I know, this isn’t exactly a new idea–but it really does help weight loss efforts. You need to literally break your overnight fast to get your engine revving–otherwise your body senses starvation and slows metabolism to conserve energy. So breakfast is a no-brainer. But what are your best choices? If you can include protein, you’re ahead of the game. Studies show that people who have a protein-rich breakfast have increased satiety and fewer cravings through the day. When I had gestational diabetes, one of my key strategies for steady blood sugar through the day was having protein in my breakfast. Yogurt, eggs, lean ham are all good choices. Other ideas: peanut butter on whole grain toast, or a fruit/yogurt smoothie, perhaps with whey protein powder. Or sprinkle nuts in your oatmeal, or munch on a high protein granola.

2. Sleep.

Research has repeatedly shown the dangers of insufficient sleep to your health…and to your waistline. In studies, people who get insufficient sleep are more likely to be obese. One of the culprits? Ghrelin, your hunger hormone. Seems this little demon goes a bit postal if you don’t get enough sleep. Triggering those bleary-eyed pantry ransackings in search of stray oreos. Sleep doesn’t come easily for you? Read this.

3. Deal with stress.

Unremitting stress causes increases in cortisol–a hormone that specifically favors fat accumulation in your tummy and midsection. Not to mention the whole stress eating thing, and comfort food-seeking tendencies when stressed (that tend to lean more towards Haagen Daazs and less towards broccoli). Do your metabolism a favor and get your stress under control. There are lots of effective ways. Start here.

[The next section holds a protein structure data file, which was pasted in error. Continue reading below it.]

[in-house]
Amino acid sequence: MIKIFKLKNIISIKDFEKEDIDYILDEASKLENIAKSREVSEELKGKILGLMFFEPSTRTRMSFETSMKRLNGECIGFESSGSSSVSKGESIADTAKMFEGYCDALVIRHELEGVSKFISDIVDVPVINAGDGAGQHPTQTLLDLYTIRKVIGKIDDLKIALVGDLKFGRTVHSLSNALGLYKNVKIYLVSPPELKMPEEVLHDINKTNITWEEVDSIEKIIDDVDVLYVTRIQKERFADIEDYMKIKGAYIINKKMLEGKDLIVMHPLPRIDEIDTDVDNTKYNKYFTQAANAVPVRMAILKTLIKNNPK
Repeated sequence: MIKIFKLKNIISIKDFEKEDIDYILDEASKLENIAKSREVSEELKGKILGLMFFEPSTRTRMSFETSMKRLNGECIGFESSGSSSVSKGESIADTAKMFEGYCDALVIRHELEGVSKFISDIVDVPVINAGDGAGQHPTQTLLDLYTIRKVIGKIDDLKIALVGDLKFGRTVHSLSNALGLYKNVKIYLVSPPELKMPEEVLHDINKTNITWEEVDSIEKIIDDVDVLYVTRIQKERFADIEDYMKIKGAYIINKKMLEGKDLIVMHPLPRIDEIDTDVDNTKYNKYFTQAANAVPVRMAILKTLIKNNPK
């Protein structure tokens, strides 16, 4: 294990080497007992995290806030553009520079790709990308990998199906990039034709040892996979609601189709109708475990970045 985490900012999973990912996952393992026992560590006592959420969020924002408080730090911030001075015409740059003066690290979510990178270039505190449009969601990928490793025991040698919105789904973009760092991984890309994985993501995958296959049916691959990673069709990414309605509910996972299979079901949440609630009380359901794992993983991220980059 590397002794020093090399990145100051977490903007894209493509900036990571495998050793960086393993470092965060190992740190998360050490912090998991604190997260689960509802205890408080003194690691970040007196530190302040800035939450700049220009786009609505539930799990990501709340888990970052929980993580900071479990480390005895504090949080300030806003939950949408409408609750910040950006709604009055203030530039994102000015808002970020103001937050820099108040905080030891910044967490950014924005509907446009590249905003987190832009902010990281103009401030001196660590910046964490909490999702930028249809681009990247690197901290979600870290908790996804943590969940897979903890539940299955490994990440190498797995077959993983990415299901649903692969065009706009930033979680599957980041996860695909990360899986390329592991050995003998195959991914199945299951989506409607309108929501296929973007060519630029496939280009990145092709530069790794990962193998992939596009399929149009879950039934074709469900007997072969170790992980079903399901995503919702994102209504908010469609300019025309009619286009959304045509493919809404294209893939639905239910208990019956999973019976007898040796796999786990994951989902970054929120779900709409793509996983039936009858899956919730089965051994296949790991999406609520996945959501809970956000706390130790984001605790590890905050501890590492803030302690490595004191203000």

4. Nibble on chocolate.

I saved the best for last, here. A new study from the University of California found that adults who were frequent chocolate eaters had a lower body mass index (BMI) than people who ate chocolate infrequently. And it wasn’t because the chocolate fans ate fewer calories overall or exercised more. So what’s up with chocolate? The study authors believe that because chocolate is rich in certain antioxidants, it may have a beneficial effect on our metabolism. Also, chocolate contains epicatechins, a flavonoid that has been shown in animal studies to increase lean muscle mass and reduce weight. (If this makes you happy, read more good news about chocolate.)

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Morning Rituals for Health

How many of us start the day running before our feet hit the floor? Are your mornings a frazzled mess? Instead of lurching into your waking hours and figuring things out as you go, maybe you need to consider a more…intentional approach.

Starting the day on the right foot has psychic repercussions that carry through the day. And by psychic I don’t mean palm-reading. I’m talking about what it does to your brain/soul/emotional center to begin your day the “right” way.

Now–to clarify–“right” will mean a different thing to everyone. The perfect a.m. routine, for you, honors your priorities for health and happiness. You want to initiate rituals that send a cue to your inner self that you are taking care of yourself. Nourishing yourself. You’ve rested, and now you’re beginning the day by turning on the lights in your brain, firing up the furnace, priming the pump. Even if it’s been a crappy night (the early years with a newborn spring to mind) you can still start each day fresh.

Your routine does not need to be lengthy. Few of us can devote a big chunk of time to drawn-out morning rituals (as much as we might like to!). But even a few minutes can make a big difference.

To get you thinking, some examples of things you might include in your morning routine:

  • drink water (it’s important to rehydrate after a night’s sleep)
  • move (stretch, or do a quick 5 minute yoga flow)
  • eat a delish breakfast
  • read (the newspaper, or a great book)
  • sip tea or coffee.
  • write
  • meditate
  • re-connect with the world on an aesthetic or sensory basis…look at something beautiful, dabble in aromatherapy, or listen to music
  • get some sunlight (send a signal to your brain that daytime has arrived & trigger a strong circadian rhythm)